Field of Science

Lab Rat Working

Holidays are over :(
Image from here

I did not do the drawing, I hasten to add, but I do feel a bit like that. Sitting on top of seemingly impossible problems with a 'help meeee' sort of look.

At the moment I have decided to concentrate on revision because I am too tired (read lazy) to write my long essay. As my lever-arch file that contains the lecture notes is teetering on the brink of exploding, I've brought a book to write the revision notes in. So far I've filled in approximately half a page of it (NOT GOOD) but hopefully as it is a book rather than bits of paper I can do a NaNoWriMo thingy and try to fill up two pages a day.

Rather than, say, looking for pictures of rats on deviantart. heh.

Interesting Fact Of The Day: As there is now a large database of protein structures, many new structures can be determined by just looking at a DNA or protein structure and comparing it to the ones in the database. If you have the protein structure, you can also look at the individual amino-acids (the molecular building blocks that make up proteins) and using the knowledge of what kind of amino-acids they are (attracted to water, attracted to each other, acidic, polar, etc) make a reasonable guess as to the function.

This is one of those wonderful examples where science is very similar to trying to guess what the picture is on a half finished jigsaw puzzle (without looking at the box. In science there is no box). The more different techniques you use, the better you'll have an understanding of what the protein is, and of course some proteins are a lot easier to guess than others. A protein from a rat (say) with the exact same genetic code as a ribosome protein in a silverfish is easy. Another protein might have sections similar to the silverfish, but other bits that are more like bacterial membrane transporters, in whicch case you'll need a whole barrage of other techniques to figure it out.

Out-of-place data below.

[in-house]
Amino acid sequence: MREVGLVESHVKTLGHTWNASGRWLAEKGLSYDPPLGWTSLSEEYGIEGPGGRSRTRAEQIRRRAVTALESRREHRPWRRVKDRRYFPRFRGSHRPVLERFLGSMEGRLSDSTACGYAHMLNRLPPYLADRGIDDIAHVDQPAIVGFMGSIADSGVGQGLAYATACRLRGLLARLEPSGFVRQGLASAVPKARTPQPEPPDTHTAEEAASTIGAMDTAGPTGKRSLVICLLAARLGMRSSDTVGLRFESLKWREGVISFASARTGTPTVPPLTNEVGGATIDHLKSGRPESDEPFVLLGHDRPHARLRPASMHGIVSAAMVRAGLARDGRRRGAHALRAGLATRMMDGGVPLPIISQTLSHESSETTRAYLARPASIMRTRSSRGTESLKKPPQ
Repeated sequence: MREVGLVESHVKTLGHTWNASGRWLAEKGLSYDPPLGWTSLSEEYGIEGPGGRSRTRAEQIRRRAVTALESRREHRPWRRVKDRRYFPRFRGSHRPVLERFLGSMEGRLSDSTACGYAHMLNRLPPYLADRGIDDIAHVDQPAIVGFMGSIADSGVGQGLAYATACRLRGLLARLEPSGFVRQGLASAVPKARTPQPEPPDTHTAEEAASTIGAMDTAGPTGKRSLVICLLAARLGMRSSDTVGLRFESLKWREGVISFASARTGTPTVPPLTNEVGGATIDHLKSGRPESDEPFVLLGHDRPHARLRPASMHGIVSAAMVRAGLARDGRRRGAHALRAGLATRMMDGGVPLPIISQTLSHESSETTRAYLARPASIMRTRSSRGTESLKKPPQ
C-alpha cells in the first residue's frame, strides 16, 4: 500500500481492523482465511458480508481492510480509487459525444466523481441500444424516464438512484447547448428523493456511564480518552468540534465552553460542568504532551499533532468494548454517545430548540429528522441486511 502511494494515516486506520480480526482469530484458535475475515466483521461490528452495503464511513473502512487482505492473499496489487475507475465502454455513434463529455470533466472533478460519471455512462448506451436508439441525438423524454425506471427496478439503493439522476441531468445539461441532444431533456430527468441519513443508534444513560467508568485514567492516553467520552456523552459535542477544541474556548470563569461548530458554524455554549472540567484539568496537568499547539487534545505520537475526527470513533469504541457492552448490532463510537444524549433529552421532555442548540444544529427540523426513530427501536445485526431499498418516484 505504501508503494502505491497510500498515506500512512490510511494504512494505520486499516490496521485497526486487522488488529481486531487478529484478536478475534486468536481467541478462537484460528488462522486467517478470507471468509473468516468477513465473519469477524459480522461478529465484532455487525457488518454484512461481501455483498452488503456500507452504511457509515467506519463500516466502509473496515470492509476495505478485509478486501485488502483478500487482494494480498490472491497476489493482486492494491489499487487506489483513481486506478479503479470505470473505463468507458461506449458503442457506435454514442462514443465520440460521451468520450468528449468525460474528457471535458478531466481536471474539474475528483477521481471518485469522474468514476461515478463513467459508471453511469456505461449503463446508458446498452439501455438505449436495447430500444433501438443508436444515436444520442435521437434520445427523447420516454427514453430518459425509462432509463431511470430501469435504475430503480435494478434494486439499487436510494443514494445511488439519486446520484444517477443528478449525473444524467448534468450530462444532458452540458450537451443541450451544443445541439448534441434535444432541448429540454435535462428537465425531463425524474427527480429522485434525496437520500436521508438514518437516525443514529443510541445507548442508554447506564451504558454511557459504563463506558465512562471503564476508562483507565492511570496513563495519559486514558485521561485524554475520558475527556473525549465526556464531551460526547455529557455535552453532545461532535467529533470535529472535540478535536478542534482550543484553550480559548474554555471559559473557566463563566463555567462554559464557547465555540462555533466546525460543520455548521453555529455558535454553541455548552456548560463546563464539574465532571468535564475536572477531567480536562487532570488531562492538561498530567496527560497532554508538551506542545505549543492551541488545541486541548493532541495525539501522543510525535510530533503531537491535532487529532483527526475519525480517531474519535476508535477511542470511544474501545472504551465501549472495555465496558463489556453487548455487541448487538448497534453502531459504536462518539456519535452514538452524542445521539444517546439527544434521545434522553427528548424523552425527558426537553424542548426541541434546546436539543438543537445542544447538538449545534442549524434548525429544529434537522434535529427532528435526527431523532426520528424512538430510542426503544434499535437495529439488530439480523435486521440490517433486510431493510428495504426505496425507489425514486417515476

Although if your DNA code is wrong to start with; due to contamination, procedural error, crossed communication wires or laziness, none of the fancy computer techniques will give any meaningful result. Nor will any of your experimental work, if you're recreated the protein from the genetic code you've been given.

And this does happen. There was a protein that developmental scientists were looking at a while back where (through no fault of the experimenter) the DNA mutated mid way through the growth-and-extraction process, which meant that everyone who was working on it (trying to find out where it migrated to in developing frog eggs) was working on a protein that didn't exist. Only one amino acid had changed, but it meant that this protein didn't migrate anywhere and all the researchers and poor little phD students were tearing their hair out about it.

Until someone finally decided to go back and check the sequence, essentially go through the whole tedious growing-frogs-and-taking-out-their-DNA-and-getting-the-right-bit-out all over again. They found that the bit of DNA they got the second time around was different to the one everyone else was working on. After that I think they did a couple more checks (well ... I hope they did. To be honest I wouldn't be surprised if they didn't) just to make sure they really had the right stuff, and yay! it migrated and some people wrote some papers and were happy about it.

Quick question: How long was the interval between the first attempt to get the correct DNA sequence and the second?

Answer: 20 years.

Oooops :)

To be fair to the scientific establishment though, there is a good reason for that. Science works on funding, and you just don't get funding for something that has Been Done Before. Another thing science works on is papers. The more papers you write, the more likely you are to get more jobs (and more funding) and you wouldn't realistically be able to publish a paper that just confirms someone else's work, not unless the work in question is starting to look very dodgy, and really needs conformation.

To be ever fairer to the scientists (especially as I am one), those twenty years working with the wrong protein were probably not an entire waste of time. They would have generated a lot of new techniques, and probably several people who were really good at tracking proteins by the end of it.

heh. still funny though. 20 years of the wrong thing...

Image from here

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